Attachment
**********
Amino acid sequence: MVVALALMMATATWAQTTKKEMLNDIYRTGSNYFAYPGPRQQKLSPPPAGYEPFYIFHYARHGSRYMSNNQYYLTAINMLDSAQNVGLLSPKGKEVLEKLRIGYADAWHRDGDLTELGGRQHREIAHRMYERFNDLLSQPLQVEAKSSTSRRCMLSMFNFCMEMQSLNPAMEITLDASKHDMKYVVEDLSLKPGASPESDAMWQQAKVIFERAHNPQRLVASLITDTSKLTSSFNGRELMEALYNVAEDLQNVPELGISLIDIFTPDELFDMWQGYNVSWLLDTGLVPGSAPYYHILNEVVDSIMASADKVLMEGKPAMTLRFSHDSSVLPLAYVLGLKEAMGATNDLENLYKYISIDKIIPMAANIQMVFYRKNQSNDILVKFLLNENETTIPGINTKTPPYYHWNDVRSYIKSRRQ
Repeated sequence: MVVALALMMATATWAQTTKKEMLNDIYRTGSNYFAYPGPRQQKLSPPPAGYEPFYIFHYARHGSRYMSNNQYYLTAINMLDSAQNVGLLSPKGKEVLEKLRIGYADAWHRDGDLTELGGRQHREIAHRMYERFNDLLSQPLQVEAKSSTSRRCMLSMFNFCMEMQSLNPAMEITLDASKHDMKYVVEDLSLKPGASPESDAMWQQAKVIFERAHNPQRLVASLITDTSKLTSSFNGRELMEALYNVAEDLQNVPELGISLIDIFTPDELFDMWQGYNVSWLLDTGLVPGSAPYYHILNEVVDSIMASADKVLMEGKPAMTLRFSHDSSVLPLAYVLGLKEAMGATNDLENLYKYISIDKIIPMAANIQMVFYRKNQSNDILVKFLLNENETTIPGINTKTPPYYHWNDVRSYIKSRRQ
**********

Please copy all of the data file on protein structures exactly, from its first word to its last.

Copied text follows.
Amino acid sequence: MVVALALMMATATWAQTTKKEMLNDIYRTGSNYFAYPGPRQQKLSPPPAGYEPFYIFHYARHGSRYMSNNQYYLTAINMLDSAQNVGLLSPKGKEVLEKLRIGYADAWHRDGDLTELGGRQHREIAHRMYERFNDLLSQPLQVEAKSSTSRRCMLSMFNFCMEMQSLNPAMEITLDASKHDMKYVVEDLSLKPGASPESDAMWQQAKVIFERAHNPQRLVASLITDTSKLTSSFNGRELMEALYNVAEDLQNVPELGISLIDIFTPDELFDMWQGYNVSWLLDTGLVPGSAPYYHILNEVVDSIMASADKVLMEGKPAMTLRFSHDSSVLPLAYVLGLKEAMGATNDLENLYKYISIDKIIPMAANIQMVFYRKNQSNDILVKFLLNENETTIPGINTKTPPYYHWNDVRSYIKSRRQ
Repeated sequence: MVVALALMMATATWAQTTKKEMLNDIYRTGSNYFAYPGPRQQKLSPPPAGYEPFYIFHYARHGSRYMSNNQYYLTAINMLDSAQNVGLLSPKGKEVLEKLRIGYADAWHRDGDLTELGGRQHREIAHRMYERFNDLLSQPLQVEAKSSTSRRCMLSMFNFCMEMQSLNPAMEITLDASKHDMKYVVEDLSLKPGASPESDAMWQQAKVIFERAHNPQRLVASLITDTSKLTSSFNGRELMEALYNVAEDLQNVPELGISLIDIFTPDELFDMWQGYNVSWLLDTGLVPGSAPYYHILNEVVDSIMASADKVLMEGKPAMTLRFSHDSSVLPLAYVLGLKEAMGATNDLENLYKYISIDKIIPMAANIQMVFYRKNQSNDILVKFLLNENETTIPGINTKTPPYYHWNDVRSYIKSRRQ